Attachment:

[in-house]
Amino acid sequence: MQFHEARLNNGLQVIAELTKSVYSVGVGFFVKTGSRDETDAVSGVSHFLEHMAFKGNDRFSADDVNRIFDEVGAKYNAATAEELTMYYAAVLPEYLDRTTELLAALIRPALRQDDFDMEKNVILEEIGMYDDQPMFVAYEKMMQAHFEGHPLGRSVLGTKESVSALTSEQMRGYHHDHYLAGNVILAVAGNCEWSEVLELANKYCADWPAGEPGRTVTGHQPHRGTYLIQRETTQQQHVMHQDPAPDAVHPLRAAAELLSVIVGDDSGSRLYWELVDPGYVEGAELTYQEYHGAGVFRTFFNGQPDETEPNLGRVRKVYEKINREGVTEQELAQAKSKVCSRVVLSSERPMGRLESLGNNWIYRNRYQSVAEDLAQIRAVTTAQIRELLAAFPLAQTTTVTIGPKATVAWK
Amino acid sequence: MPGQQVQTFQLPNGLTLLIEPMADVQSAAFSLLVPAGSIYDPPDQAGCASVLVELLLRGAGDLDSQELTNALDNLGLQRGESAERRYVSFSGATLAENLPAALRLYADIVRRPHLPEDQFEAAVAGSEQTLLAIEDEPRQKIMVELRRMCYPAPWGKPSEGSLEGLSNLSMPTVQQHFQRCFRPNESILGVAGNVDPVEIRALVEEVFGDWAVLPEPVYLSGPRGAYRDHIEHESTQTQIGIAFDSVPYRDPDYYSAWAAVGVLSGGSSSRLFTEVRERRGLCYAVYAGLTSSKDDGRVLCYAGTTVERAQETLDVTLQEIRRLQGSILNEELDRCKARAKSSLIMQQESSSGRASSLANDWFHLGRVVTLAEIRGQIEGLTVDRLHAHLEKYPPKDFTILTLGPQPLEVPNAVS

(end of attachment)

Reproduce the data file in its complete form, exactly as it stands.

[in-house]
Amino acid sequence: MQFHEARLNNGLQVIAELTKSVYSVGVGFFVKTGSRDETDAVSGVSHFLEHMAFKGNDRFSADDVNRIFDEVGAKYNAATAEELTMYYAAVLPEYLDRTTELLAALIRPALRQDDFDMEKNVILEEIGMYDDQPMFVAYEKMMQAHFEGHPLGRSVLGTKESVSALTSEQMRGYHHDHYLAGNVILAVAGNCEWSEVLELANKYCADWPAGEPGRTVTGHQPHRGTYLIQRETTQQQHVMHQDPAPDAVHPLRAAAELLSVIVGDDSGSRLYWELVDPGYVEGAELTYQEYHGAGVFRTFFNGQPDETEPNLGRVRKVYEKINREGVTEQELAQAKSKVCSRVVLSSERPMGRLESLGNNWIYRNRYQSVAEDLAQIRAVTTAQIRELLAAFPLAQTTTVTIGPKATVAWK
Amino acid sequence: MPGQQVQTFQLPNGLTLLIEPMADVQSAAFSLLVPAGSIYDPPDQAGCASVLVELLLRGAGDLDSQELTNALDNLGLQRGESAERRYVSFSGATLAENLPAALRLYADIVRRPHLPEDQFEAAVAGSEQTLLAIEDEPRQKIMVELRRMCYPAPWGKPSEGSLEGLSNLSMPTVQQHFQRCFRPNESILGVAGNVDPVEIRALVEEVFGDWAVLPEPVYLSGPRGAYRDHIEHESTQTQIGIAFDSVPYRDPDYYSAWAAVGVLSGGSSSRLFTEVRERRGLCYAVYAGLTSSKDDGRVLCYAGTTVERAQETLDVTLQEIRRLQGSILNEELDRCKARAKSSLIMQQESSSGRASSLANDWFHLGRVVTLAEIRGQIEGLTVDRLHAHLEKYPPKDFTILTLGPQPLEVPNAVS